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2003 Formula One World Championship

2003 FIA Formula One
World Championship
Drivers' Champion: Michael Schumacher
Constructors' Champion: Ferrari
Previous: 2002 Next: 2004
Support series:
Michael Schumacher was F1 world champion for the fourth time in a row (and sixth time overall) for Ferrari with 93 points.
Kimi Räikkönen was just two points behind Schumacher with 91 for McLaren.
Juan Pablo Montoya was third with the Williams team and 82 points.
Rubens Barrichello (pictured in 2002) placed fourth
Ralf Schumacher (pictured in 2004) placed fifth

The 2003 FIA Formula One World Championship was the 57th season of FIA Formula One motor racing. It began on 9 March 2003 and ended on 12 October after sixteen races. World Championship titles were awarded for both drivers and constructors with Michael Schumacher winning the former and Ferrari awarded the latter.[1]

The 2003 season saw the introduction of new regulations intended to increase F1's excitement and to help alleviate the financial difficulties of the smaller teams. One-lap qualifying was introduced as a way for smaller teams to get more television exposure. Optional Friday testing at Grand Prix events was introduced in exchange for fewer miles on stand-alone test days. This was intended to give smaller teams a cheaper alternative to these test days, which were to be banned in 2004. Only one type of wet weather tyre was allowed to be used in wet weather races. The points system for both the Constructors' and Drivers' titles was changed from 10–6–4–3–2–1 for the first six finishers at each round to 10–8–6–5–4–3–2–1 for the first eight finishers[2] in an attempt to make the title contests closer.

While Ferrari's Michael Schumacher had won the 2002 championship by 67 points from his teammate Rubens Barrichello, the 2003 season was much closer. For a great part of the 2003 season, several drivers from several teams had mathematical chances of winning the world championship. Eight different drivers won a Grand Prix, amongst them three first time winners. Kimi Räikkönen, driving for McLaren-Mercedes, and Juan Pablo Montoya, driving for BMW Williams, both had a chance of claiming the 2003 championship until late in the season, with Räikkönen still mathematically in contention at the final race, the Japanese Grand Prix. Räikkönen lost the championship to Schumacher by two points, although he won only one race to Schumacher's six. It was Schumacher's sixth World Drivers' title overall, breaking Juan Manuel Fangio's 46-year-old record of five World Drivers' titles for most Drivers' Championships won. Ferrari's defence of the Constructors' title was challenged throughout the year by Williams and McLaren, one of the few seasons where there were three front-running teams but in the end, Ferrari emerged victorious once again and the team clinched their fifth consecutive World Constructors' title since 1999.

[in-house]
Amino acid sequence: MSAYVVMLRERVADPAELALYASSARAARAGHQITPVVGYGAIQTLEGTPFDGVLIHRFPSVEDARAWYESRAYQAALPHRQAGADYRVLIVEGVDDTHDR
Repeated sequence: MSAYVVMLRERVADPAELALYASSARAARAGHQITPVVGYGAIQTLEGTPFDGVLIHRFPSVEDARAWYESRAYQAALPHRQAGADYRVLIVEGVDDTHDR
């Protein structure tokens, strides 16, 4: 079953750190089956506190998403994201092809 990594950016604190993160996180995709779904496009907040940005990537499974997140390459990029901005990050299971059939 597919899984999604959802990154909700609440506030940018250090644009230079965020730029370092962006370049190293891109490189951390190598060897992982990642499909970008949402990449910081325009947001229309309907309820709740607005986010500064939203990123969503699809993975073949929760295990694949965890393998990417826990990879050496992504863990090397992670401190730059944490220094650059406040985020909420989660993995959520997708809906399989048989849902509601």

Notable races include the chaotic Brazilian Grand Prix which was hampered by monsoon conditions, and the British Grand Prix where the track was invaded by the now-defrocked priest Neil Horan, who ran onto the Hangar straight, running towards the 250 km/h train of cars, wearing a green kilt and waving religious banners.

After failing to complete the 2002 season due to financial difficulties, the Arrows team had their application for admission to the 2003 championship rejected by the FIA prior to the season start date. No reason was publicly given by the FIA and Arrows subsequently folded after 25 years in Formula One since 1978.

2003 also saw a major leap forward in Formula One safety, with the HANS device being made a mandatory requirement for drivers to wear at all races beginning from the Australian Grand Prix onwards. However, this was not without controversy, as many drivers voiced their complaints about the device, including Barrichello, Jacques Villeneuve, Justin Wilson and Nick Heidfeld.[3][4]

Contents

Teams and driversEdit

The following teams and drivers competed in the 2003 FIA Formula One World Championship.

Entrant Constructor Chassis Engine Tyre No. Driver Rounds No. Free Practice driver(s)
  Scuderia Ferrari Marlboro Ferrari F2002B
F2003-GA
Ferrari 051B
Ferrari 052
B 1   Michael Schumacher All N/A
2   Rubens Barrichello All
  BMW WilliamsF1 Team Williams-BMW FW25 BMW P83 M 3   Juan Pablo Montoya All N/A
4   Ralf Schumacher 1–13,
15–16
  Marc Gené 14
  West McLaren Mercedes McLaren-Mercedes MP4-17D Mercedes FO110M
Mercedes FO110P
M 5   David Coulthard All N/A
6   Kimi Räikkönen All
  Mild Seven Renault F1 Team Renault R23
R23B
Renault RS23 M 7   Jarno Trulli All 34
44
  Allan McNish
  Franck Montagny[5]
8   Fernando Alonso All
  Sauber Petronas Sauber-Petronas C22 Petronas 03A B 9   Nick Heidfeld All N/A
10   Heinz-Harald Frentzen All
  Jordan Ford Jordan-Ford EJ13 Ford RS1 B 11   Giancarlo Fisichella All 36   Zsolt Baumgartner
  Björn Wirdheim
  Satoshi Motoyama
12   Ralph Firman 1–12,
15–16
  Zsolt Baumgartner 13–14
  Jaguar Racing Jaguar-Cosworth R4 Cosworth CR-5 M 14   Mark Webber All N/A
15   Antônio Pizzonia 1–11
  Justin Wilson 12–16
  Lucky Strike BAR Honda BAR-Honda 005 Honda RA003E B 16   Jacques Villeneuve 1–15 N/A
  Takuma Sato 16
17   Jenson Button All
  European Minardi F1 Team Minardi-Cosworth PS03 Cosworth CR-3 B 18   Justin Wilson 1–11 39   Matteo Bobbi
  Gianmaria Bruni
  Nicolas Kiesa 12–16
19   Jos Verstappen All
  Panasonic Toyota Racing Toyota TF103 Toyota RVX-03 M 20   Olivier Panis All N/A